Tuesday, 25 February 2014


I am having a very quiet day as Alastair is with us today.  He is ill with a bug and cannot go to school.  He’s a quiet lad and quite happily plays in his bed (while I make him keep drinking).

So while I have a moment I must share with you something that made me smile recently.  He arrived here after school a bit cheesed off (unusual for him).  I think the problem was a little boy was egging him on and he was having none of it. He stood in the middle of the kitchen and made a passionate "speech":

“Nobody listens to me!
The Nursery Lady doesn’t listen to me!
Even the Other Nursery Lady doesn’t listen to me!”

Now I recently bought myself a book called Elements of Eloquence by Mark Forsyth.

....Off-at-a-tangent for a moment while I explain the book....  

It's about words and it’s about grammar but I would say it is basically about Rhetoric.  By that I mean it is about how words are used in their delivery. If rhetoric is about the art of persuasive speaking, then this book is about the devices that are used.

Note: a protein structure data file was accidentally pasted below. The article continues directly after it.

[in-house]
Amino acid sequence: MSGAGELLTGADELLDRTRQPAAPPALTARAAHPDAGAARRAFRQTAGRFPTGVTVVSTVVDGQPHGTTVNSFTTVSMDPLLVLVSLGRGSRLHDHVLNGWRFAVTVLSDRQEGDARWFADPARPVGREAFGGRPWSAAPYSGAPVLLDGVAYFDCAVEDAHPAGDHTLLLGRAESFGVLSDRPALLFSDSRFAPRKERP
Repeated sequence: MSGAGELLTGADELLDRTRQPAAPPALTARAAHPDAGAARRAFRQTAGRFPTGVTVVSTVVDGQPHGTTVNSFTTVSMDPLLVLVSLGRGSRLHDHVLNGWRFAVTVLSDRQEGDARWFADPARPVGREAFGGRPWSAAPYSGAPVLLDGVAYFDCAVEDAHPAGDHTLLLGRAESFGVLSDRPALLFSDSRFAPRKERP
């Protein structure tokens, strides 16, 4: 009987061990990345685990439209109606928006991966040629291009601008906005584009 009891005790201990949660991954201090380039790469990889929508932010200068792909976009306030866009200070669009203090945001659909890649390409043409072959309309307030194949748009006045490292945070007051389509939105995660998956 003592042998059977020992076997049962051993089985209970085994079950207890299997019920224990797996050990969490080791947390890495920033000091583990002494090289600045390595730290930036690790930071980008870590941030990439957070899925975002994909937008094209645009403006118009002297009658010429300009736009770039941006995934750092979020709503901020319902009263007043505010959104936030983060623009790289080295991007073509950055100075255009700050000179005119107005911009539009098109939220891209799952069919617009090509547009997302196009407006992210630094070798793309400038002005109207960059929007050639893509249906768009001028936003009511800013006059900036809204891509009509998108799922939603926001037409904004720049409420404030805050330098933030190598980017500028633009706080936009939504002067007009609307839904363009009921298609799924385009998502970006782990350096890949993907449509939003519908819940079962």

We all know the more common ones:  hyperbole or exaggeration “If I’ve told you once, I’ve told you a thousand times!” and alliteration “dead as a door-nail”.

However I recognized that Alastair, in his speech the middle of the kitchen floor, used a rhetorical device called epistrophe!   It means ending each sentence with the same word.

Have we a budding orator here?

And while I am on the subject, at first I thought I was hearing a Winston Churchill orator-in-the-making.  No... Churchill was good at a different rhetorical device called anaphora, i.e. starting each sentence with the same words.

“We shall fight on the Beaches
We shall fight in the hills.
We shall never surrender.”

This is part of a longer speech given to Parliament in June 1940.

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